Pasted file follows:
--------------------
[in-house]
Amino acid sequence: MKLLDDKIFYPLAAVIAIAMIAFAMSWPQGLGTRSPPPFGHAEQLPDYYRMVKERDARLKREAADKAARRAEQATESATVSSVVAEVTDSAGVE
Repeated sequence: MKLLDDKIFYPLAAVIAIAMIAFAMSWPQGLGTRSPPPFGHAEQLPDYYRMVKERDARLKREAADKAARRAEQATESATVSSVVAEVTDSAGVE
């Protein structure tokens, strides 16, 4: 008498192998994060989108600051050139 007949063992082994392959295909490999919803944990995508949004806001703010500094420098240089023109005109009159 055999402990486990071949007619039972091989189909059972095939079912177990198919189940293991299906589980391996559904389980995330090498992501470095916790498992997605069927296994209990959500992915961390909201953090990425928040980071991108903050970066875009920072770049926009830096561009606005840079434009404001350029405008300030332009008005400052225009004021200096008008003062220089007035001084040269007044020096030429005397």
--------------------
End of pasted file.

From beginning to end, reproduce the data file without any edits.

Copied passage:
[in-house]
Amino acid sequence: MKLLDDKIFYPLAAVIAIAMIAFAMSWPQGLGTRSPPPFGHAEQLPDYYRMVKERDARLKREAADKAARRAEQATESATVSSVVAEVTDSAGVE
Repeated sequence: MKLLDDKIFYPLAAVIAIAMIAFAMSWPQGLGTRSPPPFGHAEQLPDYYRMVKERDARLKREAADKAARRAEQATESATVSSVVAEVTDSAGVE
């Protein structure tokens, strides 16, 4: 008498192998994060989108600051050139 007949063992082994392959295909490999919803944990995508949004806001703010500094420098240089023109005109009159 055999402990486990071949007619039972091989189909059972095939079912177990198919189940293991299906589980391996559904389980995330090498992501470095916790498992997605069927296994209990959500992915961390909201953090990425928040980071991108903050970066875009920072770049926009830096561009606005840079434009404001350029405008300030332009008005400052225009004021200096008008003062220089007035001084040269007044020096030429005397």